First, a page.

by draft. Illinois is much the same way. Not a regiment or even company there has been organized. A special call from you would aid the department in overcoming the local inertia and personal interests that favor delay.
EDWIN M. STANTON,
Secretary of War.
HEADQUARTERS ARMY OF THE POTOMAC, September 11, 1864-12.30 p. m.
I have nothing of importance to report this morning. General Birney telegraphs that a deserter reports the enemy mining on his left (our right), and that troops are being moved in rear of the Crater. General Hancock reports that through a misconception of his orders by the commanding officer of the pickets the enemy was enabled last night to recapture a small portion of the line taken from him the night previous. Generals Parke and Warren report all quiet on their lines.
GEO. G. MEADE,
CITY POINT, September 11, 1864. (Received 1 p. m.)
The general commanding wishes to know whether you have received a report of the number of prisoners taken by General Hancock yesterday morning.
Lieutenant-Colonel and Aide-de-Camp.
HEADQUARTERS ARMY OF THE POTOMAC, September 11, 1864-1.05 p. m.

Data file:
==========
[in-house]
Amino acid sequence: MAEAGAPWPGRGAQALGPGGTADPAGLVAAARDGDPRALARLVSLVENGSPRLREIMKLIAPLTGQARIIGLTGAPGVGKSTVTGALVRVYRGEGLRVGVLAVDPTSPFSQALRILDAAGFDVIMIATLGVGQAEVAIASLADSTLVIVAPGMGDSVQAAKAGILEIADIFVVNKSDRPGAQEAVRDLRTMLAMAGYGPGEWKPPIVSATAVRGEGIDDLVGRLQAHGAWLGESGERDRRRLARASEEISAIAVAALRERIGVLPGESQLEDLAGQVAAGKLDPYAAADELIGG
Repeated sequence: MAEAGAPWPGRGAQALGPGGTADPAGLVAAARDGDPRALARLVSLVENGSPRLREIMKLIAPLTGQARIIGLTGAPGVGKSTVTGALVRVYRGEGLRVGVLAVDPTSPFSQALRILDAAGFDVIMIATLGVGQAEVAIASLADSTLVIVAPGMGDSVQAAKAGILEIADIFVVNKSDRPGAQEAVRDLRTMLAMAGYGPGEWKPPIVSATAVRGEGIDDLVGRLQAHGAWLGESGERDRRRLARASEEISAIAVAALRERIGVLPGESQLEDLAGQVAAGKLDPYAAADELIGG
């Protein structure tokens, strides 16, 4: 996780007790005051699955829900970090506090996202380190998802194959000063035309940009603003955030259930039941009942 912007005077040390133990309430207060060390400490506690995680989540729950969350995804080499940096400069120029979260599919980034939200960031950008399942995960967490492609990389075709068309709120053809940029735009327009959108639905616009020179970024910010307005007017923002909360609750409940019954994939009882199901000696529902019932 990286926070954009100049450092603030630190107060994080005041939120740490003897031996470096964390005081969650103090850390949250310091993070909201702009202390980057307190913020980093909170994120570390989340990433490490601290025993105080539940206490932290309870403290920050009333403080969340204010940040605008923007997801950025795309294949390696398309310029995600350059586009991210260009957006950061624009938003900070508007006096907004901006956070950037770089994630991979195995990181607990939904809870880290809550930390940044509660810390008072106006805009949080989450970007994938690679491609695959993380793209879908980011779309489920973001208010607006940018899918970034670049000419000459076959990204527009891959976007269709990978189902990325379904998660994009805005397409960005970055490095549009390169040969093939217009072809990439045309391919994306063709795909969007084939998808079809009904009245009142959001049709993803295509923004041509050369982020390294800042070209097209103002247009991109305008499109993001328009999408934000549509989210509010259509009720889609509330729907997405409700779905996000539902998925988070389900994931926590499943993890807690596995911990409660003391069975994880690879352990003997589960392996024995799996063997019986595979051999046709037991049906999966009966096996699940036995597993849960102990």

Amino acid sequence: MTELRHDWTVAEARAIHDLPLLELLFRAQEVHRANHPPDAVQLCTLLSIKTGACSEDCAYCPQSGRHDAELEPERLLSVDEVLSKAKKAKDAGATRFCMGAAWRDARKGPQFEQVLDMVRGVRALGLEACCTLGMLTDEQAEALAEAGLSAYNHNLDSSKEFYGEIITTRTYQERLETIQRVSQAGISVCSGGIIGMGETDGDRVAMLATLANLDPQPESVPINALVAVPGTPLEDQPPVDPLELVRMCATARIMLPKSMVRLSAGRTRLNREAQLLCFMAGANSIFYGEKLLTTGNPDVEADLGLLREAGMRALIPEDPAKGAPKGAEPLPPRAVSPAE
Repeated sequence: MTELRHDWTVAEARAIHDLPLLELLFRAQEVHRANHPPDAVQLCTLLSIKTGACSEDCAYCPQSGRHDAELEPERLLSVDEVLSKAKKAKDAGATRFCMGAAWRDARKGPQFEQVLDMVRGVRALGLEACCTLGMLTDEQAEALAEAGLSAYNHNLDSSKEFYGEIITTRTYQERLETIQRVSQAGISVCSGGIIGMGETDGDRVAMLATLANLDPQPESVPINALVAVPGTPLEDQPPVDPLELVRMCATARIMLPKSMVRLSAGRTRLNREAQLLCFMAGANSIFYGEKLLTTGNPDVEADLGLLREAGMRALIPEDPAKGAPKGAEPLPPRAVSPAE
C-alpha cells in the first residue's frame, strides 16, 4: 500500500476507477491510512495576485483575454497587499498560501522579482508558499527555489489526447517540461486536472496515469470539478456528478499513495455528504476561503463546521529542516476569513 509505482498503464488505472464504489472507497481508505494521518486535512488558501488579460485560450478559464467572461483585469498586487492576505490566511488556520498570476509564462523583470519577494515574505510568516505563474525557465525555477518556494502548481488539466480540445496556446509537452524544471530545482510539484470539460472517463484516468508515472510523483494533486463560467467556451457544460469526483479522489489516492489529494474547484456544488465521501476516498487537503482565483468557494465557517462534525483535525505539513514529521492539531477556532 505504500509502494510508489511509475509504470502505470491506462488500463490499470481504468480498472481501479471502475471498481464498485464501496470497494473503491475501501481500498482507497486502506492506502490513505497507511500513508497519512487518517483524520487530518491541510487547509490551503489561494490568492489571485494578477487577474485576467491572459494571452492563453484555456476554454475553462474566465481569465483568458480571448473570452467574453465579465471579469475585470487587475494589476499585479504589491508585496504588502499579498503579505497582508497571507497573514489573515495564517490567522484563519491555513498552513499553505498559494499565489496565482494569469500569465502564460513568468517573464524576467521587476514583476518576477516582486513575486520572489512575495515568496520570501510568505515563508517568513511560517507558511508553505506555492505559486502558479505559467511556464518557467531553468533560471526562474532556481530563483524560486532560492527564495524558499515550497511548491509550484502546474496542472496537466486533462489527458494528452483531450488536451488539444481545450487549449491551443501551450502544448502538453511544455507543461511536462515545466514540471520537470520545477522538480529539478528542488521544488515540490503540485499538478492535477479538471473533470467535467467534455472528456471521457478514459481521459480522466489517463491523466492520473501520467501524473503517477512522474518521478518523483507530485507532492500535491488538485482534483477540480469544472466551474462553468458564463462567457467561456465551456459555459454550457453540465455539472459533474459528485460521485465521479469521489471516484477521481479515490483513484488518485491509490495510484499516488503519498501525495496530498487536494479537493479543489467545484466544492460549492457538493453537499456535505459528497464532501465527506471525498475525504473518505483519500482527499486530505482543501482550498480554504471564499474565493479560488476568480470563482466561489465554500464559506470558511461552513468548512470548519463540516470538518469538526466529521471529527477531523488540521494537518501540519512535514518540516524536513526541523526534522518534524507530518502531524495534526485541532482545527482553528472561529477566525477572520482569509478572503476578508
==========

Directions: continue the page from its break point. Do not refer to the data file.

Lieutenant Colonel HORACE PORTER, Aide-de-Camp:
The provost-marshal-general reports receiving 85 prisoners of war from Second Corps. These were taken on the night of the 9th and morning of the 10th, when General Hancock advanced his picket-line. I find in my dispatch of this a. m. [12.30 p. m.], to the lieutenant-general commanding, I inadvertently committed an error. It was on the morning of the 10th, and not last night, that the enemy retook a portion of the captured line, the operation being effected soon after Hancock's advance-indeed, being almost a part of it.
GEO. G. MEADE,
CITY POINT, VA., September 11, 1864.
Has General Birney taken any steps to countermine against the enemy or to construct works in rear of where their mine is likely to terminate?
U. S. GRANT,